Jackson shows up with Dr. Murray, and Dr. Murray is acting as his spokesperson and
coordinating his care. And that gets us into the time period shortly before Mr. Jackson passed
away. And the specific objection at page 105, lines 15 to 19 the question that precedes it is "can
you recall speaking with him " and that means Mr. Jackson "-- at any time after this date " I'm
sorry. I'm at the wrong spot. The question is he had just been asked whether he prescribed pain
medications for a procedure that he did, whether Mr. Jackson whether Dr. Gordon prescribed
Mr. Jackson pain medications for a procedure he did in this time period. He said, "not that I can
recall, there's no record of it." and then he's asked, "was there any request for pain medications?"
he said, "not really because Conrad was taking care of his day-to-day needs." and then the
portion that's at issue here says, question, "and what makes you think that?" answer, "because
they had a very close relationship, and Conrad made it fairly clear that he was his personal
physician taking care of his needs." and there, I don't think it's hearsay because it's based on for
a couple of reasons. One, it's based on the observation of Dr. Murray and Mr. Jackson coming in
together to see Dr. Gordon and coordinating the care together where Mr. Jackson was present for
all of this. Second, to the extent that he was using Dr. Murray as sort of his agent to help
coordinate his medical care, I think that would be an authorized statement of Mr. Jackson and,
therefore, not hearsay. And my concern here is if we take this out it's going to make the
testimony really choppy and hard to understand at this portion.
Mr. Boyle. I don't know if that's an exception to the hearsay rule, that it makes the testimony
Ms. Cahan. Well, I said why it's not hearsay; but I'm then offering to the court as to why I'm
choosing to argue this particular few lines because I think the if it's removed, the testimony
surrounding it will become confusing, as well.
Mr. Boyle. Everything is based on what Conrad Murray told him. I mean, it's
Ms. Cahan. It's just these four lines we're talking about right now.
The Judge. I think the reason why I sustained it on hearsay the reason I sustained it on hearsay is
because it seems as though it's being offered for the truth that Conrad was taking care of his day-
to-day needs. That's why.
Mr. Boyle. Your honor, the first question I know you sustained those specific lines; but then over
on the right, you hit sustained for the entire designation, too, so but then there's also a question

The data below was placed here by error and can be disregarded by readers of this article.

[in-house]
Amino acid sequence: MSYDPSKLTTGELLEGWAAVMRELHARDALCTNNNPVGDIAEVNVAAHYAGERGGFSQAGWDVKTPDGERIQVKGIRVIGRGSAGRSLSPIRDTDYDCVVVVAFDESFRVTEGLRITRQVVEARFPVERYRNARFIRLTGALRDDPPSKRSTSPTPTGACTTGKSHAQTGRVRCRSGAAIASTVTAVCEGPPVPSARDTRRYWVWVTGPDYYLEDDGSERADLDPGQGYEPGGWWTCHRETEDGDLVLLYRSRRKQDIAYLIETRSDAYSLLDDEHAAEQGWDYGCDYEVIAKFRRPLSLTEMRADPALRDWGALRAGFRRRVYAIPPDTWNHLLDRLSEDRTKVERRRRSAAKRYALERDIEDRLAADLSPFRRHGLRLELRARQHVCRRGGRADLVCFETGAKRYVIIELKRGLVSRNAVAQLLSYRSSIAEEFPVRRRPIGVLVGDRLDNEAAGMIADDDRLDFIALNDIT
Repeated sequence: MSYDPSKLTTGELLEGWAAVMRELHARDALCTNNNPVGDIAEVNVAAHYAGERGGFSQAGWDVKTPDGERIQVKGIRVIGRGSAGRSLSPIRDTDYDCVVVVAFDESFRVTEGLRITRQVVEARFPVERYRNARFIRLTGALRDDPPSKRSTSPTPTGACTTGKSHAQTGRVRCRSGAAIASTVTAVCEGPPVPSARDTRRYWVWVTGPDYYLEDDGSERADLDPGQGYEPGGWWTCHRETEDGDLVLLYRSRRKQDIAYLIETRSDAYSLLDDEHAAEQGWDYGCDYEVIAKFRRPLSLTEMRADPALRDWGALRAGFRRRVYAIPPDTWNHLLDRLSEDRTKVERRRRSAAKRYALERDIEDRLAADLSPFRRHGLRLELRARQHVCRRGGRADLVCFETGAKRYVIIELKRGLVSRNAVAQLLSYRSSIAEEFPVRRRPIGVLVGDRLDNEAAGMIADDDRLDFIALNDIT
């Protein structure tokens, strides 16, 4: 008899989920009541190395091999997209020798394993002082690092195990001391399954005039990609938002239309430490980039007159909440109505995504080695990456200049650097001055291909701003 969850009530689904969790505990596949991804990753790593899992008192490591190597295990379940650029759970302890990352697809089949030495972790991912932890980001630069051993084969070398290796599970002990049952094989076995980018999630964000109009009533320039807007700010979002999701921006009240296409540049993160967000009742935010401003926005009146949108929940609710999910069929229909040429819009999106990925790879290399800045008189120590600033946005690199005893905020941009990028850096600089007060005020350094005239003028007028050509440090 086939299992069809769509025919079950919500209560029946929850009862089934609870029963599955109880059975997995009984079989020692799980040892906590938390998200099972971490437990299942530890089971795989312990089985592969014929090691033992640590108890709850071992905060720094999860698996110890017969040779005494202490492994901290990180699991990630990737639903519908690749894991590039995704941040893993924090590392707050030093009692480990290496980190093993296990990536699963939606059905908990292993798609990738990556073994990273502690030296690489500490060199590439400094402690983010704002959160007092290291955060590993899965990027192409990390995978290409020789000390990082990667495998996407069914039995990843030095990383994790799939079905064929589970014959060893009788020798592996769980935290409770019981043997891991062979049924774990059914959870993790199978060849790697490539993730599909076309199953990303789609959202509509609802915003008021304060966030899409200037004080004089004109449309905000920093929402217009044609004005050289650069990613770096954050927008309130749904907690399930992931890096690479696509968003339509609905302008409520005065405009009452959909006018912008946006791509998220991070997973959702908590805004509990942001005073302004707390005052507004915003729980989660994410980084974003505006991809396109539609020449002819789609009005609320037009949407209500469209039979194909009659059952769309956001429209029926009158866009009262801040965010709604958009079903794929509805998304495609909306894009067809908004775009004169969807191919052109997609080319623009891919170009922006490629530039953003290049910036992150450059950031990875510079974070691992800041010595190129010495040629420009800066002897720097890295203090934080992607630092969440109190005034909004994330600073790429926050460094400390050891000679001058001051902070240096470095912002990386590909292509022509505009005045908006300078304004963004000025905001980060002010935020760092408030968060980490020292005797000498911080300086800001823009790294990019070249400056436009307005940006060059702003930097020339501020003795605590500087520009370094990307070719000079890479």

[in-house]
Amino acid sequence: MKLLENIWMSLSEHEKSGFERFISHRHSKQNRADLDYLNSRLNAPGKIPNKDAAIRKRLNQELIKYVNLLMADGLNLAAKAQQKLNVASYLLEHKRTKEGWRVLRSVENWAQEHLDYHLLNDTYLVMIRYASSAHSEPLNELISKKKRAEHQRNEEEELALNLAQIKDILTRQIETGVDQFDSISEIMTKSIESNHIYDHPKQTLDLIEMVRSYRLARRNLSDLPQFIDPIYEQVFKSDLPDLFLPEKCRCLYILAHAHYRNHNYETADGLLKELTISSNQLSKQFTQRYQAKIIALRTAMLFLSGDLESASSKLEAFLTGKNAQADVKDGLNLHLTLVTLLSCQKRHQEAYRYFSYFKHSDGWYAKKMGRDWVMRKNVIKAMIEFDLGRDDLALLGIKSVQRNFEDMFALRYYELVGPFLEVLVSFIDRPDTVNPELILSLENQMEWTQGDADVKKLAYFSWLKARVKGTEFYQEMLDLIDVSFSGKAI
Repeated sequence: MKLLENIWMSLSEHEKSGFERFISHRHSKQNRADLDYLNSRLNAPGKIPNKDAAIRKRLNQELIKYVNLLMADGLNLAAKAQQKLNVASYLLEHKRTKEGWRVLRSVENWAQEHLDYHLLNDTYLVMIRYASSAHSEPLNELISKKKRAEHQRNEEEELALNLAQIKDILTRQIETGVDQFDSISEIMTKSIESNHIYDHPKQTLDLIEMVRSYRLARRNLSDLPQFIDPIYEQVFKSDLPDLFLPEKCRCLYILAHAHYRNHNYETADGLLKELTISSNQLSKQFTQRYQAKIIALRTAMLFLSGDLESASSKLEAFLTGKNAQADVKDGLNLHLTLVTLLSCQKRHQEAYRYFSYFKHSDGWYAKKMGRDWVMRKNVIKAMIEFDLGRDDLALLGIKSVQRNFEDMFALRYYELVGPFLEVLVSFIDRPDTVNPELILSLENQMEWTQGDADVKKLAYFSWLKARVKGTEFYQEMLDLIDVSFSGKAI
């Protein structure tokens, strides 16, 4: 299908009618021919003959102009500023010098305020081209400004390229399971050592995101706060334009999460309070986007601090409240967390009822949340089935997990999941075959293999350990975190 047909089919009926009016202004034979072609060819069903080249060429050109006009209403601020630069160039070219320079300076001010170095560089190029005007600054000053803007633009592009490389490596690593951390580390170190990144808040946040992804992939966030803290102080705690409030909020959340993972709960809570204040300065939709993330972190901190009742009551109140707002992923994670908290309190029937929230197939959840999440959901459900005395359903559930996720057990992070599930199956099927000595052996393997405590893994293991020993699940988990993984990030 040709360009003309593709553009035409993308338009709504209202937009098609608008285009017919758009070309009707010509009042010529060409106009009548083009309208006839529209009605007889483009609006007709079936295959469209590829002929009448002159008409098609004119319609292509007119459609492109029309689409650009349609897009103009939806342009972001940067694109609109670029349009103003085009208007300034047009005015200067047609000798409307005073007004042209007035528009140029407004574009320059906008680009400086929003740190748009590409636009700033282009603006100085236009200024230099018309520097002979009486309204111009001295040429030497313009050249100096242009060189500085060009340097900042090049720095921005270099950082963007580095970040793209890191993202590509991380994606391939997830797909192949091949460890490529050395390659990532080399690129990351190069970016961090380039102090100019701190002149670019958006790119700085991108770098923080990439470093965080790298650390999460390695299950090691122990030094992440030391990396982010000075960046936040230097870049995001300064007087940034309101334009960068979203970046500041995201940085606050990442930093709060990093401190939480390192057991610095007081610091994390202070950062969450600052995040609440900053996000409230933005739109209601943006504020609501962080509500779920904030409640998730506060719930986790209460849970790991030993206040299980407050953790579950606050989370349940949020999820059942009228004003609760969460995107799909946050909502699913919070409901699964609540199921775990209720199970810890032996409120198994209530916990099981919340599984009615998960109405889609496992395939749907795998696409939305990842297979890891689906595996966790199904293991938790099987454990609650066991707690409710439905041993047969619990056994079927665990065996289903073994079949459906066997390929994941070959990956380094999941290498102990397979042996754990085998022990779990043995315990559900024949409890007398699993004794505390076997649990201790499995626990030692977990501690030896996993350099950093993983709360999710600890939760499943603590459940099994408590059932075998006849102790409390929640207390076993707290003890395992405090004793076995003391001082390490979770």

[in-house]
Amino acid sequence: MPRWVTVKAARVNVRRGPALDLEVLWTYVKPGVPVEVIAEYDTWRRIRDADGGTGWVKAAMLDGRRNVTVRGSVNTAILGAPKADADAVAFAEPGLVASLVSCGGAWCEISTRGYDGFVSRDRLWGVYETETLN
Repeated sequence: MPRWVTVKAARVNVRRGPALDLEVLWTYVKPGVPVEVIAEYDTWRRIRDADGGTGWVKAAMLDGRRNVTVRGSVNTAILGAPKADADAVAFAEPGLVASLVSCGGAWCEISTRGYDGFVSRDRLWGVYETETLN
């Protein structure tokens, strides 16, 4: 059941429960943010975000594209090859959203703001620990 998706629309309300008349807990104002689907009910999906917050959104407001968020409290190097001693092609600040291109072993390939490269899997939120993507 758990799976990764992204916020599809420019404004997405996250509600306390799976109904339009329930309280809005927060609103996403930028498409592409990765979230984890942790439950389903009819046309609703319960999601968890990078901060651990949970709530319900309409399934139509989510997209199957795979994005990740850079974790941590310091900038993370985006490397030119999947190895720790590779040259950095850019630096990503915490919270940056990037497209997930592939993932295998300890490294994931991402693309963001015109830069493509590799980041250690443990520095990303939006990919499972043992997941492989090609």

mark, so I'm not sure
Ms. Cahan. I interpreted it differently. I assumed that because the page 105, lines 15 to 19
reference was circled, and the "s" was written next to that, that that was the only portion that was
being sustained. If not, I think I'd probably have more to argue on this.
Mr. Boyle. My view is that the court is just sustaining 105-15 through 19. I'm not going to argue
to get the other stuff in.
The Judge. The other stuff, I don't know if there's any statements
Mr. Boyle. That's why I'm not
The Judge. So it was just that statement seemed to be offered for the truth that Conrad Murray
was taking care of his day-to-day needs. Is there some other reason?
Mr. Boyle. No. I think this all lacks foundation, too. I mean, other than being told that by
Conrad, I don't know how he would know anything about that.
Ms. Cahan. Your honor, I don't think Dr. Gordon is saying this is based on anything Dr. Murray
said. He's, I think, saying this is based on his observation of the role that Dr. Murray was playing.
Dr. Murray, Mr. Jackson came together to see Dr. Gordon in this time period. They were, you
know, together. Mr. Jackson was there when Mr. Dr. Murray was speaking for him; and so I
think even if this were based on statements of Dr. Murray, they would be statements of a party
representative and, therefore, non-hearsay. But I also think there's conduct that was observed,
you know; the fact that he wasn't this is sort of like the situation where Dr. Sasaki testified he
didn't do any of the postoperative pain care because Dr. Hoefflin and Dr. Klein said they were
taking care of it. And this is another instance where there's a procedure and he didn't prescribe